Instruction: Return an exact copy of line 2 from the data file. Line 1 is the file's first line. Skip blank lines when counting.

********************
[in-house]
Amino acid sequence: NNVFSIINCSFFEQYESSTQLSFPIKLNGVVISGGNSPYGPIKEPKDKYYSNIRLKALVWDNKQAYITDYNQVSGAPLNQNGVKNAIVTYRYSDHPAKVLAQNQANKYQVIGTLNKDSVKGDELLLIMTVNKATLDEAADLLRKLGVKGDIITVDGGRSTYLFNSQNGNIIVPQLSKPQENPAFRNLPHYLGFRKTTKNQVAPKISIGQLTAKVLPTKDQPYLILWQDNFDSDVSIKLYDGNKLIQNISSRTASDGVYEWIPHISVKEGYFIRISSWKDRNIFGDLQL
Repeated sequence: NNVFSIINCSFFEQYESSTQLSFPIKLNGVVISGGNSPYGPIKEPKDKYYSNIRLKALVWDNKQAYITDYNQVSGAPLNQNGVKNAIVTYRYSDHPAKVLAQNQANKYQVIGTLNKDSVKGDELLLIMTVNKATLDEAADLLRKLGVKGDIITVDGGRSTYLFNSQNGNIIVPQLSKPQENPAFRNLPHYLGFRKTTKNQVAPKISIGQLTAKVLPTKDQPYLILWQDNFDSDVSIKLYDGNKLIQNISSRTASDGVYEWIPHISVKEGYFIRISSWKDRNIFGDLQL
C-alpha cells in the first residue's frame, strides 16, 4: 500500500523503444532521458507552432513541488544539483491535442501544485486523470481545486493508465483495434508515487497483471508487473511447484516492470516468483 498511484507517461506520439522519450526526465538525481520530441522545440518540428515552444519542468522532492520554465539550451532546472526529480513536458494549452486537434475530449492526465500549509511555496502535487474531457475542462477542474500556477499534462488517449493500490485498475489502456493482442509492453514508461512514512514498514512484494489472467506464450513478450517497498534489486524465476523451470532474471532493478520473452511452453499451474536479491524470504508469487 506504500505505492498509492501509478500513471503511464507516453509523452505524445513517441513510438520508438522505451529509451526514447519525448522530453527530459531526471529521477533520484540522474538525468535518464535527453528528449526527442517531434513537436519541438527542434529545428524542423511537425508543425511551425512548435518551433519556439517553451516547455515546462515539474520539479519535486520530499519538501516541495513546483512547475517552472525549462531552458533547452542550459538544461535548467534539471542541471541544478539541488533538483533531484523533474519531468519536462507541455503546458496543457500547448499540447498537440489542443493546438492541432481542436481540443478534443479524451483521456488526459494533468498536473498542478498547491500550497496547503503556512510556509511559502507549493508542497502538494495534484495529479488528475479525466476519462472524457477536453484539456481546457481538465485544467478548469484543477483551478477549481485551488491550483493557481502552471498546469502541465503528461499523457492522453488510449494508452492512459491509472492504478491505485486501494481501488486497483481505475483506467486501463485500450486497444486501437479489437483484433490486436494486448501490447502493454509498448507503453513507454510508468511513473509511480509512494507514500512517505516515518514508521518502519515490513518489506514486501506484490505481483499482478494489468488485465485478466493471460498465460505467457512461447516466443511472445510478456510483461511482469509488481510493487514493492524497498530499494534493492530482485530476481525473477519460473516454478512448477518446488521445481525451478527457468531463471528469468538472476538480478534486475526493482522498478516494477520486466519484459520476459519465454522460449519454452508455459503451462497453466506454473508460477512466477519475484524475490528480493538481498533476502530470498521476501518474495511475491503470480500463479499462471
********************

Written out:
Amino acid sequence: NNVFSIINCSFFEQYESSTQLSFPIKLNGVVISGGNSPYGPIKEPKDKYYSNIRLKALVWDNKQAYITDYNQVSGAPLNQNGVKNAIVTYRYSDHPAKVLAQNQANKYQVIGTLNKDSVKGDELLLIMTVNKATLDEAADLLRKLGVKGDIITVDGGRSTYLFNSQNGNIIVPQLSKPQENPAFRNLPHYLGFRKTTKNQVAPKISIGQLTAKVLPTKDQPYLILWQDNFDSDVSIKLYDGNKLIQNISSRTASDGVYEWIPHISVKEGYFIRISSWKDRNIFGDLQL